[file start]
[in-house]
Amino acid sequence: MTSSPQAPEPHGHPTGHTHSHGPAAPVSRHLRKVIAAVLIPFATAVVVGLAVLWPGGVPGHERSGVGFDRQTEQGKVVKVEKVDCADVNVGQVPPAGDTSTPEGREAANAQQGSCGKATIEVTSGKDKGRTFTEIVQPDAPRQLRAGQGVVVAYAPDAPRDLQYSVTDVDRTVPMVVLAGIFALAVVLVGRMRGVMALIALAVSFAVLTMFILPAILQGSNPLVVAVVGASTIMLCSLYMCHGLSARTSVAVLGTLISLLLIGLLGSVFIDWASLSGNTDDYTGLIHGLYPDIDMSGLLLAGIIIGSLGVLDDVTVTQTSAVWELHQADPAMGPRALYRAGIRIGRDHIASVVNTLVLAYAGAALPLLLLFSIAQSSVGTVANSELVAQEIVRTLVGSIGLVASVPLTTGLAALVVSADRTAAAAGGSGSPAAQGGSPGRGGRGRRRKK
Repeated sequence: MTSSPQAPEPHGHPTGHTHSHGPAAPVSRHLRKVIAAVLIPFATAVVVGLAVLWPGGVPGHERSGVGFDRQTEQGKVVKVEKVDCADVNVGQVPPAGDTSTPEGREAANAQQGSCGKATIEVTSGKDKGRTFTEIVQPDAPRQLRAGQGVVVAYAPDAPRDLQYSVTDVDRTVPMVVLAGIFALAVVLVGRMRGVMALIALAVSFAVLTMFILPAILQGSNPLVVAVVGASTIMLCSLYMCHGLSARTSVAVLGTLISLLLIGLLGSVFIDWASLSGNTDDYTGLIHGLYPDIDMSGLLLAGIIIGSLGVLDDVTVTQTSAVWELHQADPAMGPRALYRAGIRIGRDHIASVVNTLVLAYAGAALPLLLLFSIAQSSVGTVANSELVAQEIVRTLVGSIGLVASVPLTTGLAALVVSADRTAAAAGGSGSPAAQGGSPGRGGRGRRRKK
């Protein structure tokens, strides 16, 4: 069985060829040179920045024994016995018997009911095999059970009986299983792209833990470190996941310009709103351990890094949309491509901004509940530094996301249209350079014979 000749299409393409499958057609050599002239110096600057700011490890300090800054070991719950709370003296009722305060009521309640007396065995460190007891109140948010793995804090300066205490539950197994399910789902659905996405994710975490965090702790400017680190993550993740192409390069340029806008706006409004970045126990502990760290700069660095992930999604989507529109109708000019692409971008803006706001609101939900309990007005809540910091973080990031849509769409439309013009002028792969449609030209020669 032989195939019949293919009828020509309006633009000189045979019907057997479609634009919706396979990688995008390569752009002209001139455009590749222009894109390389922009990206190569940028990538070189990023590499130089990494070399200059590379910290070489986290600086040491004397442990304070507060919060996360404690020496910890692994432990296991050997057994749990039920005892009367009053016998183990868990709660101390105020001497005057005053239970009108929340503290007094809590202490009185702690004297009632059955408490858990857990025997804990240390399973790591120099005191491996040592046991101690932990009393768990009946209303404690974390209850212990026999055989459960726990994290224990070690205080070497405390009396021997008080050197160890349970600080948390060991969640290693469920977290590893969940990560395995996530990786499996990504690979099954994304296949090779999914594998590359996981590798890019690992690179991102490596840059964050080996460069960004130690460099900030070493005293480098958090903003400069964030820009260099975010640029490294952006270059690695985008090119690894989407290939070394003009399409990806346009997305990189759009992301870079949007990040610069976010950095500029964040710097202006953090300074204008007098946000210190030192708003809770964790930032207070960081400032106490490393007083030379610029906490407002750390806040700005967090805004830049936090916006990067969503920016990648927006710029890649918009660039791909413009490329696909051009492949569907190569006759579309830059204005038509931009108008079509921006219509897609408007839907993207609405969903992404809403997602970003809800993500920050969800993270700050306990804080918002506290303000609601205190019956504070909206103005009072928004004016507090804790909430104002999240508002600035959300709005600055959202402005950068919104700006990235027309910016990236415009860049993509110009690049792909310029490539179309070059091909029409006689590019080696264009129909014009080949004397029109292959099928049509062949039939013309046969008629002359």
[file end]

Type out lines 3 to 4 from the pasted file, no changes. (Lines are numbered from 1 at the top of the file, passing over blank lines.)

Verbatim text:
Repeated sequence: MTSSPQAPEPHGHPTGHTHSHGPAAPVSRHLRKVIAAVLIPFATAVVVGLAVLWPGGVPGHERSGVGFDRQTEQGKVVKVEKVDCADVNVGQVPPAGDTSTPEGREAANAQQGSCGKATIEVTSGKDKGRTFTEIVQPDAPRQLRAGQGVVVAYAPDAPRDLQYSVTDVDRTVPMVVLAGIFALAVVLVGRMRGVMALIALAVSFAVLTMFILPAILQGSNPLVVAVVGASTIMLCSLYMCHGLSARTSVAVLGTLISLLLIGLLGSVFIDWASLSGNTDDYTGLIHGLYPDIDMSGLLLAGIIIGSLGVLDDVTVTQTSAVWELHQADPAMGPRALYRAGIRIGRDHIASVVNTLVLAYAGAALPLLLLFSIAQSSVGTVANSELVAQEIVRTLVGSIGLVASVPLTTGLAALVVSADRTAAAAGGSGSPAAQGGSPGRGGRGRRRKK
């Protein structure tokens, strides 16, 4: 069985060829040179920045024994016995018997009911095999059970009986299983792209833990470190996941310009709103351990890094949309491509901004509940530094996301249209350079014979 000749299409393409499958057609050599002239110096600057700011490890300090800054070991719950709370003296009722305060009521309640007396065995460190007891109140948010793995804090300066205490539950197994399910789902659905996405994710975490965090702790400017680190993550993740192409390069340029806008706006409004970045126990502990760290700069660095992930999604989507529109109708000019692409971008803006706001609101939900309990007005809540910091973080990031849509769409439309013009002028792969449609030209020669 032989195939019949293919009828020509309006633009000189045979019907057997479609634009919706396979990688995008390569752009002209001139455009590749222009894109390389922009990206190569940028990538070189990023590499130089990494070399200059590379910290070489986290600086040491004397442990304070507060919060996360404690020496910890692994432990296991050997057994749990039920005892009367009053016998183990868990709660101390105020001497005057005053239970009108929340503290007094809590202490009185702690004297009632059955408490858990857990025997804990240390399973790591120099005191491996040592046991101690932990009393768990009946209303404690974390209850212990026999055989459960726990994290224990070690205080070497405390009396021997008080050197160890349970600080948390060991969640290693469920977290590893969940990560395995996530990786499996990504690979099954994304296949090779999914594998590359996981590798890019690992690179991102490596840059964050080996460069960004130690460099900030070493005293480098958090903003400069964030820009260099975010640029490294952006270059690695985008090119690894989407290939070394003009399409990806346009997305990189759009992301870079949007990040610069976010950095500029964040710097202006953090300074204008007098946000210190030192708003809770964790930032207070960081400032106490490393007083030379610029906490407002750390806040700005967090805004830049936090916006990067969503920016990648927006710029890649918009660039791909413009490329696909051009492949569907190569006759579309830059204005038509931009108008079509921006219509897609408007839907993207609405969903992404809403997602970003809800993500920050969800993270700050306990804080918002506290303000609601205190019956504070909206103005009072928004004016507090804790909430104002999240508002600035959300709005600055959202402005950068919104700006990235027309910016990236415009860049993509110009690049792909310029490539179309070059091909029409006689590019080696264009129909014009080949004397029109292959099928049509062949039939013309046969008629002359």